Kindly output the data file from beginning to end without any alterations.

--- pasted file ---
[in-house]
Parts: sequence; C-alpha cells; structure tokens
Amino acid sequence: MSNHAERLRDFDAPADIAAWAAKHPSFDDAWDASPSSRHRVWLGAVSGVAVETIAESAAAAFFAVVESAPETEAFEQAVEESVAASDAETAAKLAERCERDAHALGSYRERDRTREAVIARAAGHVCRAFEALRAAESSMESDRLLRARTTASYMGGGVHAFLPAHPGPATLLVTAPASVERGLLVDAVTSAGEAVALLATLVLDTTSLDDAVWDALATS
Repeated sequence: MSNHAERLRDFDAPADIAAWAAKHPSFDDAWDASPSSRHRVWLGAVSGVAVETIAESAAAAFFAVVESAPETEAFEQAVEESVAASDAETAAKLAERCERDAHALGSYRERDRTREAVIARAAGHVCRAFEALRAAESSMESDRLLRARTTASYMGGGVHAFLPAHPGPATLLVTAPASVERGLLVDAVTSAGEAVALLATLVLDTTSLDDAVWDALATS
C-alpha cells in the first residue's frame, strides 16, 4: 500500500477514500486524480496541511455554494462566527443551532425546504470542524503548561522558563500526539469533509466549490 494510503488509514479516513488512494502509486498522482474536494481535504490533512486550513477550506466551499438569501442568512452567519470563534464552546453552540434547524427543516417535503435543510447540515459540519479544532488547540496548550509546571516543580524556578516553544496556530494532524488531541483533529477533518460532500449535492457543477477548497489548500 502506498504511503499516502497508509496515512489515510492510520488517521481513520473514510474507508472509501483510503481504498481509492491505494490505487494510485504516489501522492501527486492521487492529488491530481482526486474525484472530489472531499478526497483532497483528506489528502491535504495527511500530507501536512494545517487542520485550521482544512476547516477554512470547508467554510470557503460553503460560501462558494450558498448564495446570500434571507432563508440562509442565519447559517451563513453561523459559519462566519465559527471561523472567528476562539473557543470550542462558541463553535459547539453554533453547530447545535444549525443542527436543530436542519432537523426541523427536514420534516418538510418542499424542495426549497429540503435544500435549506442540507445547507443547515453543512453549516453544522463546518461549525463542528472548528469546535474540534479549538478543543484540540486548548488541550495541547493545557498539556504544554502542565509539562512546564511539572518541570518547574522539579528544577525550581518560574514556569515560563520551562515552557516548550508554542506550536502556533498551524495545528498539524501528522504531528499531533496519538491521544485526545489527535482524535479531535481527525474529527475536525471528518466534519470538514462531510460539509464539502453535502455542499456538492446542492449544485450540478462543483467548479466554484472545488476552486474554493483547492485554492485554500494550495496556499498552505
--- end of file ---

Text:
[in-house]
Parts: sequence; C-alpha cells; structure tokens
Amino acid sequence: MSNHAERLRDFDAPADIAAWAAKHPSFDDAWDASPSSRHRVWLGAVSGVAVETIAESAAAAFFAVVESAPETEAFEQAVEESVAASDAETAAKLAERCERDAHALGSYRERDRTREAVIARAAGHVCRAFEALRAAESSMESDRLLRARTTASYMGGGVHAFLPAHPGPATLLVTAPASVERGLLVDAVTSAGEAVALLATLVLDTTSLDDAVWDALATS
Repeated sequence: MSNHAERLRDFDAPADIAAWAAKHPSFDDAWDASPSSRHRVWLGAVSGVAVETIAESAAAAFFAVVESAPETEAFEQAVEESVAASDAETAAKLAERCERDAHALGSYRERDRTREAVIARAAGHVCRAFEALRAAESSMESDRLLRARTTASYMGGGVHAFLPAHPGPATLLVTAPASVERGLLVDAVTSAGEAVALLATLVLDTTSLDDAVWDALATS
C-alpha cells in the first residue's frame, strides 16, 4: 500500500477514500486524480496541511455554494462566527443551532425546504470542524503548561522558563500526539469533509466549490 494510503488509514479516513488512494502509486498522482474536494481535504490533512486550513477550506466551499438569501442568512452567519470563534464552546453552540434547524427543516417535503435543510447540515459540519479544532488547540496548550509546571516543580524556578516553544496556530494532524488531541483533529477533518460532500449535492457543477477548497489548500 502506498504511503499516502497508509496515512489515510492510520488517521481513520473514510474507508472509501483510503481504498481509492491505494490505487494510485504516489501522492501527486492521487492529488491530481482526486474525484472530489472531499478526497483532497483528506489528502491535504495527511500530507501536512494545517487542520485550521482544512476547516477554512470547508467554510470557503460553503460560501462558494450558498448564495446570500434571507432563508440562509442565519447559517451563513453561523459559519462566519465559527471561523472567528476562539473557543470550542462558541463553535459547539453554533453547530447545535444549525443542527436543530436542519432537523426541523427536514420534516418538510418542499424542495426549497429540503435544500435549506442540507445547507443547515453543512453549516453544522463546518461549525463542528472548528469546535474540534479549538478543543484540540486548548488541550495541547493545557498539556504544554502542565509539562512546564511539572518541570518547574522539579528544577525550581518560574514556569515560563520551562515552557516548550508554542506550536502556533498551524495545528498539524501528522504531528499531533496519538491521544485526545489527535482524535479531535481527525474529527475536525471528518466534519470538514462531510460539509464539502453535502455542499456538492446542492449544485450540478462543483467548479466554484472545488476552486474554493483547492485554492485554500494550495496556499498552505